WENDAKE, QC, Aug. 29, 2012 /CNW Telbec/ -
With an electoral campaign that is moving into the final stretch before the vote on next September 4th, it's important to note, what, in my opinion, seems to constitute, not an oversight, but a total denial of a reality faced by the First Nations who have been established here for time immemorial. The attention of all Quebecers was caught barely 20 years ago, in a rather brutal way, within the context of what was called the "Oka Crisis". Have we not learnt anything?
A few days before the election was called, the government of Jean Charest concluded an important agreement with the Cree Nation on governance over the James Bay territory, by recognizing in favor of the Cree authorities an unprecedented voice to regulatory issues. Despite the important progress in the links between the Cree Nation and Quebec, with regard to relationships with the First Nations, if Jean Charest had been sitting on a school bench, he would have most certainly failed his school year.
We were on a good path…
We were undoubtedly a bit naive, but I prefer to see some good faith in it on our part, when, at the arrival in power of Jean Charest in April 2003, we undertook to bring a new government, boasting an unblemished record, towards a dialogue between elected representatives on the broad issues that are of great concern to us.
We were mostly happy to observe that after several meetings, the Liberal government and its Premier were prepared to support the idea of an approach that allowed exchanges on subjects as fundamental as the territory and its resources. The process even proposed, at its conclusion, a permanent mechanism of exchange. We were able to take off, but we never succeeded to find the landing strip. Obviously, from that moment on, the government of Quebec did everything it could to avoid all confrontation on these issues.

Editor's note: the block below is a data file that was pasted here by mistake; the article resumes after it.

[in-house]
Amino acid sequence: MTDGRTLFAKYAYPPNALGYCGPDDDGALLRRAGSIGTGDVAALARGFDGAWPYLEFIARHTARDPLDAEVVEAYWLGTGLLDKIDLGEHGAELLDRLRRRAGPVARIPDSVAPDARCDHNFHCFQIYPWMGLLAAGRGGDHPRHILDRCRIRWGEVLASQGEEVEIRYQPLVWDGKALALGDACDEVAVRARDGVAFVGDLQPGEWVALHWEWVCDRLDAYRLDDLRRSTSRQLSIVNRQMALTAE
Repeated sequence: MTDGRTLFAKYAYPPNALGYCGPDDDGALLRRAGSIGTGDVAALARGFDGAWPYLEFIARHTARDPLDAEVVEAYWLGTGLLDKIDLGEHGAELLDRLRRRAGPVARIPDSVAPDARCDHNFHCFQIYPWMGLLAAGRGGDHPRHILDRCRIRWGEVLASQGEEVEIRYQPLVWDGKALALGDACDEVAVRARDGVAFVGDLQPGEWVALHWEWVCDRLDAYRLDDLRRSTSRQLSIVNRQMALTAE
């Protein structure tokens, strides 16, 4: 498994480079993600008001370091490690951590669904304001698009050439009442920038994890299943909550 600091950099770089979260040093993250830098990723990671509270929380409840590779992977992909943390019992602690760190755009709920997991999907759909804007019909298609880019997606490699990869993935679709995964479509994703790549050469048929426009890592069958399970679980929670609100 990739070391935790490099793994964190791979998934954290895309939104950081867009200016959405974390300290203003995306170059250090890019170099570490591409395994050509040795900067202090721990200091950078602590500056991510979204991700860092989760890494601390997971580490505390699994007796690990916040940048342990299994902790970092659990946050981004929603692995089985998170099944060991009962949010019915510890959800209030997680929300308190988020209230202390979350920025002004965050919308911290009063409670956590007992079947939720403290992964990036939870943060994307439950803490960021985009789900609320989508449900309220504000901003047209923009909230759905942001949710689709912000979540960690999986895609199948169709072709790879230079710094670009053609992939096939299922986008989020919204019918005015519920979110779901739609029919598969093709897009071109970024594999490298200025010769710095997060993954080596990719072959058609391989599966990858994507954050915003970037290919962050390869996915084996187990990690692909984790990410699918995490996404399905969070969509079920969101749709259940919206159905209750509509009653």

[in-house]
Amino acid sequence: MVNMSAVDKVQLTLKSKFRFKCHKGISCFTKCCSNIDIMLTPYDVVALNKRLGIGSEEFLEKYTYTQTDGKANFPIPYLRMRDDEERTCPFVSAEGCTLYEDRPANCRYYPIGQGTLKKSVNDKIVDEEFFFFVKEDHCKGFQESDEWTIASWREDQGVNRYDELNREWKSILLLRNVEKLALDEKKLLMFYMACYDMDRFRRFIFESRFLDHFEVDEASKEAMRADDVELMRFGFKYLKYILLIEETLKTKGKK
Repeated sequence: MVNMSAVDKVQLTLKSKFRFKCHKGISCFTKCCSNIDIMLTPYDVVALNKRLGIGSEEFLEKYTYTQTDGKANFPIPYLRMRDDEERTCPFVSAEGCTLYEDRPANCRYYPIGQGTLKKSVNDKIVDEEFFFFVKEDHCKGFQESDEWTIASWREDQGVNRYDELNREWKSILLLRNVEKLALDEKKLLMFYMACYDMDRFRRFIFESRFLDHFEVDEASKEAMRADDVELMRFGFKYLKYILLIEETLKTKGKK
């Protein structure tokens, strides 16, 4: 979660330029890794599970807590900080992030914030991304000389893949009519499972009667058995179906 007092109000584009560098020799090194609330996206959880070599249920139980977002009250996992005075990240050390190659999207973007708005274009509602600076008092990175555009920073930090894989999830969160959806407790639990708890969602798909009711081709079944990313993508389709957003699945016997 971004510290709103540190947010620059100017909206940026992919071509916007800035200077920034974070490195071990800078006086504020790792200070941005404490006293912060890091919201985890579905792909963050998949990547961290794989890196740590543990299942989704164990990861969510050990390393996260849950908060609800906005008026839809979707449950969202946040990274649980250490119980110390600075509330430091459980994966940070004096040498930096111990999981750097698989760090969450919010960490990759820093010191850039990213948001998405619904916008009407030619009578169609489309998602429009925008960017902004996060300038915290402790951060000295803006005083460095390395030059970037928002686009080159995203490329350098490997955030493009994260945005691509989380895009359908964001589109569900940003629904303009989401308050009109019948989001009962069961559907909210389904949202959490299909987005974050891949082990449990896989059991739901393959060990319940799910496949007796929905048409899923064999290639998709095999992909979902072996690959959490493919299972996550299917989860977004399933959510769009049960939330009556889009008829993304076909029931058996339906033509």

It is impossible to not review the years under the reign of the Liberal government and the difficulties encountered, especially, when challenged by the realities linked to the territory and its resources. To put it bluntly, we have hit a wall! It became obvious to us, and quickly, that Jean Charest wanted to talk about the territory only according to his particular terms. As soon as we tried to address the issue of the territory on the basis of principles having been the object of a consensus amongst the First Nations, such as the co-management of the decision-making process, development, consultation, sharing of revenues, we were flatly turned down. From that moment, the process for which we had high hopes came to an abrupt end and was replaced by a dialogue of the deaf. Therefore, the government gambled on the conclusion of agreements, rapidly negotiated, on an individual basis. The "divide and rule" attitude!!! The same strategies; the same dishonest intentions.
For a lasting peace
As First Nations, we will have to make choices. Our illusions, if they ever existed, as to our influence on the provincial political environment, are in the past now. However, one thing is clear, although the current campaign turns a blind eye on our reality, we will all be caught up by it, sooner or later. That's especially true for the political party that will have gained the trust of the majority of Quebecers on this coming September 4th.
Naivety and goodwill have been replaced by a greater vigilance and a patience profoundly shaken. You will have the current Premier to thank for this big step backward in our generous good faith.
We will no longer accept the infamy of the compromise, since it only adds to the exasperation of our peoples. The absence of a genuine, clear and result-oriented willingness contributes in motivating our troops to find other recourses. But, what I find more worrisome is that, even if several people were to accuse me of being irresponsible if I were to raise the spectre of a more radical approach, I know that somewhere, amongst our population, this alternative is currently working its way through.
The Author is the Chief of the Assembly of the First Nations of Quebec and Labrador
SOURCE: ASSEMBLY OF FIRST NATIONS OF QUEBEC AND LABRADOR
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